Robert: You’ve had some tremendous successes in your career, as well as some difficult times; do you sometimes think that you had to go though your periods of adversity in order to get the best out of yourself musically?

Sebastian Bach: A lot of my success and hard times come from what learned from my dad. He was a painter, an artist who was very well-known. My dad also taught art in school, and that’s what I grew up around.

Once when I was about 12, my dad made me write an essay on form versus content. He explained to me that the “Form of something”  is how it appears – and the “Content of something” is what is underlying, as well as what it means.

I have pissed off so many people in my life because in my brain, there’s not enough content in something. And people say, “You’re a dick; you’re hard to work with.”

And it goes back to my dad telling me if something looks a certain way but it doesn’t have content to it , well, who gives a shit about it? [Laughter]

It’s like some fan will say, “When are you going to do a reunion tour?”  A reunion tour is like a lot of form and very little Content. A new album is all content and that’s all it is. Total meaning in something that will last forever. So if people say, “Oh, he’s hard to work,” I just want it to be something that has meaning and will last a long time, and that has brought me success and trouble in my life. [Laughter]

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Robert: Looking back on your career, what was the first time you realized your success? At what point did you say, “Shit, we made it”?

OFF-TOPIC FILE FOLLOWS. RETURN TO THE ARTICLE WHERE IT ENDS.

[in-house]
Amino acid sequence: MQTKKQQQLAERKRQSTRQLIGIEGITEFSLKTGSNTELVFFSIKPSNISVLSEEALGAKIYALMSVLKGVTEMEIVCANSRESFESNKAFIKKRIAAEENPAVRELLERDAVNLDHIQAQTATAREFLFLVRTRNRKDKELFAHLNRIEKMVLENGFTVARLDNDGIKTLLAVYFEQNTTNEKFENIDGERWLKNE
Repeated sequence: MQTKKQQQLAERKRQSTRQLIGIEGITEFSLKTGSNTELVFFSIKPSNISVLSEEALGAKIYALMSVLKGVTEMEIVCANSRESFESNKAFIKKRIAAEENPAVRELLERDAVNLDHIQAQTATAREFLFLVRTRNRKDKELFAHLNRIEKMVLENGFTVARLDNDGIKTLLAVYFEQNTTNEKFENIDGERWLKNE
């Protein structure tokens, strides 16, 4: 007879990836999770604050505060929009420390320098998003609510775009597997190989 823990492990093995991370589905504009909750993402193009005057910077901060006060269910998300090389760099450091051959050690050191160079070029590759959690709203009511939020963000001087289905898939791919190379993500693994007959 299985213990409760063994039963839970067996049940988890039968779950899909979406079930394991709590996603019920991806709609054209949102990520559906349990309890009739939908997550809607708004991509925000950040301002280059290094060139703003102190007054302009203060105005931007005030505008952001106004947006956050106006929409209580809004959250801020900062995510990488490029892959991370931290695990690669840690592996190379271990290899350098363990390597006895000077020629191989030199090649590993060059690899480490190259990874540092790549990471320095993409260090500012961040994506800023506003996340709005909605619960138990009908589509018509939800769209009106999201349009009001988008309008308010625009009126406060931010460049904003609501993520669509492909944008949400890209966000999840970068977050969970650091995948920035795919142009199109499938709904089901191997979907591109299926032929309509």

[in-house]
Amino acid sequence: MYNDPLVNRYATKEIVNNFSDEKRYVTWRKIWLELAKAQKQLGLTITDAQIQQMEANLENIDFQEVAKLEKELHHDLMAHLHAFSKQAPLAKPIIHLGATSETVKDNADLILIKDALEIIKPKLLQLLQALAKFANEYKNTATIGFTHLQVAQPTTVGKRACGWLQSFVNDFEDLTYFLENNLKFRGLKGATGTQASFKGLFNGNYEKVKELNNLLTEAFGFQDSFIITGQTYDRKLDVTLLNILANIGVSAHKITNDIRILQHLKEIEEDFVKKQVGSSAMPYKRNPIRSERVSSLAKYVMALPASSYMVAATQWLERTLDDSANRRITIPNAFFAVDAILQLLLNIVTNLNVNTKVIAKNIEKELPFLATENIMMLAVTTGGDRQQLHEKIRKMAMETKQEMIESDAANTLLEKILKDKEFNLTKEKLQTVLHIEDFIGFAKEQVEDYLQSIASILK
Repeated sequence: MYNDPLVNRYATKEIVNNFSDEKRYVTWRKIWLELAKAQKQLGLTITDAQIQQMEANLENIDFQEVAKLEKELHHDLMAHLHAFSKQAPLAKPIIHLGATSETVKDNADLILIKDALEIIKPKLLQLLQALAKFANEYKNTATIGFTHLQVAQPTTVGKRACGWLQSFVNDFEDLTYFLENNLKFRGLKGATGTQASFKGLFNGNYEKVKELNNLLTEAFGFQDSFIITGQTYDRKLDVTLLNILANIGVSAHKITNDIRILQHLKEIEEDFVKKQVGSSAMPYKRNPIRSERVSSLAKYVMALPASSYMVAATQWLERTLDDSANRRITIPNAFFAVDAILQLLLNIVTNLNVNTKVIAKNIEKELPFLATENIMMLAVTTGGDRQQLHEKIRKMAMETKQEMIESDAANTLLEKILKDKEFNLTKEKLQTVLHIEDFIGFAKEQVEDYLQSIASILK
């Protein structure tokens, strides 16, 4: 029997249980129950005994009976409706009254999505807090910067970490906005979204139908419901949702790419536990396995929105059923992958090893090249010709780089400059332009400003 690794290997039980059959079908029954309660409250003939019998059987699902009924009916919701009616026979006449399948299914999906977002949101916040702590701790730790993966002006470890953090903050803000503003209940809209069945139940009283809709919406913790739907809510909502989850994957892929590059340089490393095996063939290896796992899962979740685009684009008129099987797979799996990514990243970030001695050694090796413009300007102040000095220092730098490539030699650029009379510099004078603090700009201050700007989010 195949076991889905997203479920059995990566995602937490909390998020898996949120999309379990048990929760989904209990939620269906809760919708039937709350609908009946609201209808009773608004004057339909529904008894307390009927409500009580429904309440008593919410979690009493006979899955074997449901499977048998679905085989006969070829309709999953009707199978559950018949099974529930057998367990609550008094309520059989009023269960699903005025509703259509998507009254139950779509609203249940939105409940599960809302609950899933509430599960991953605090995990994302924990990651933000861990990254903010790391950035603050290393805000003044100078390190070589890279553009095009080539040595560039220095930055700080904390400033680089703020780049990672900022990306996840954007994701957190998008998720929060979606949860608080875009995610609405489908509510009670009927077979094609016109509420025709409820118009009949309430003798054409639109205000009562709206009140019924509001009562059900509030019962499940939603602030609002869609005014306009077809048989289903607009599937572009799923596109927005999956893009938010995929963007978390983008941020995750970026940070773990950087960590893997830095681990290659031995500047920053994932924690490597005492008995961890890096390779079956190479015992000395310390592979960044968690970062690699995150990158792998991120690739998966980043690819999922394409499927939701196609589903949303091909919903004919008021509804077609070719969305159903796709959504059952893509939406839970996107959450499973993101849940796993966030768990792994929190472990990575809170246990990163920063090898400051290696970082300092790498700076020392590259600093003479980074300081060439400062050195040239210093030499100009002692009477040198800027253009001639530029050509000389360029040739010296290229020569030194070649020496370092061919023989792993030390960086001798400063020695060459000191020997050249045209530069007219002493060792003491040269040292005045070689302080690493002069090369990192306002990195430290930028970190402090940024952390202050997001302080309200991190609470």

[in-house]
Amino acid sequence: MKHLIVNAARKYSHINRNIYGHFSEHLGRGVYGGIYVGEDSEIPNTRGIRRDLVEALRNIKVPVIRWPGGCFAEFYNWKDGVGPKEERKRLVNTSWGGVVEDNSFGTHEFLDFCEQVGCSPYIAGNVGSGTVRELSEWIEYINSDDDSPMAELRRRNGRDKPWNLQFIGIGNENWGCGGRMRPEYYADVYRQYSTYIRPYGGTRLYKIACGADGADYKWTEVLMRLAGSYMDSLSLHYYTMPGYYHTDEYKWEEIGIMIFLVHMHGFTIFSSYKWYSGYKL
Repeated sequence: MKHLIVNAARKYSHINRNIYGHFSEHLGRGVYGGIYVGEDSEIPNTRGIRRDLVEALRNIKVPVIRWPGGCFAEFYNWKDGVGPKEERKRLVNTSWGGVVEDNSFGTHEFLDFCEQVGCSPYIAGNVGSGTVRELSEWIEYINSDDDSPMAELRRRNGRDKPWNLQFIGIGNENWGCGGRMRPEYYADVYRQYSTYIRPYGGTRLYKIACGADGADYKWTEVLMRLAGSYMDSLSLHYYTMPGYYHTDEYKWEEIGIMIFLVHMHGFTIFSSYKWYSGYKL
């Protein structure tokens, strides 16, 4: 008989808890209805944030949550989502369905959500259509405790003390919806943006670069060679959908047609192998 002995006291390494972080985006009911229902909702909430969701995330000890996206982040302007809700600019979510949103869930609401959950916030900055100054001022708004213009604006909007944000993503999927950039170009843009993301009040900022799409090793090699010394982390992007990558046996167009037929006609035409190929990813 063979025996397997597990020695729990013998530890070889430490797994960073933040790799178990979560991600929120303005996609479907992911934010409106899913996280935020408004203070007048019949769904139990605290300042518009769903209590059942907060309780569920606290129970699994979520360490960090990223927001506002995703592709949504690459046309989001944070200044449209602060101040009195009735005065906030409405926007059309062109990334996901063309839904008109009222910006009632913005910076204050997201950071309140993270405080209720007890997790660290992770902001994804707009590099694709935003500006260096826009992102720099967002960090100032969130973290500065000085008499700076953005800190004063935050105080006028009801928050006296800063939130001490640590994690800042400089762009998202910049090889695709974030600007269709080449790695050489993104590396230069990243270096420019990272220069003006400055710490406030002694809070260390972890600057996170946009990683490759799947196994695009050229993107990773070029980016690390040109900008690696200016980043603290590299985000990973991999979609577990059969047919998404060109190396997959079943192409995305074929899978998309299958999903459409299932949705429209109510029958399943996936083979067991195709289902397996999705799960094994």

Sebastian Bach: On the Bon Jovi tour, a couple of weeks into the tour, I walked on the stage, and I said, “Everybody get up.” And for the first time, I saw 20,000 people stand up, because I told them to. I will never forget that feeling, and I turned around and looked at the band and I went, “Holy shit.” And they looked at me, and that was the exact moment I thought this was really happening.

Robert: That’s tremendous. Did you ever realize the anthemic impact of “Youth Gone Wild,” back in the day?

Sebastian Bach: Yes, before anybody in the world did. When Skid Row wanted me to join the band, they sent me a cassette with a bunch of songs on it and that song was probably my favorite. When I joined the band I got the tattoo of “Youth Gone Wild” on my arm before we had a record deal, before we had a manager. I got “Youth Gone Wild” tattooed on my arm when we were a club band. So, I’m the one who fucking brought that shit to the planet.

I’m not saying it was just me; I’m saying it was all of us as a band. But I believed in that song with all my heart before anybody else did that I know about. A lot of people think I got that tattoo after we had sold a million copies of the record. I got it when we were completely unknown, when nobody knew that song. That’s when I got it.

Robert: How important is social media in promoting yourself and connecting with fans?

Sebastian Bach: It’s great, on my Facebook fan pages I think I have 800,000 people, which is a fucking lot of people. [Laughter] I’m in a position where record companies and music industry people need me more than I need them almost, not just me, but all artists. I think it puts the power back in the artist’s hands, which is amazing.

Robert: When you look back on your career from the early days what’s the most important thing that you’ve learned?

Sebastian Bach: Make something that you’re proud of. Nobody can take that feeling away from you.

The one thing nobody can take away from me is my pride in what I do. And so that’s why I’m a bit of a cunt. [Laughter] Well . . . I can be.

I can’t release something that I don’t believe in, so I’ll fight for that. I’ll fight to put out something that I love. Make your music for you. If you love it, chances are other people will feel the same way.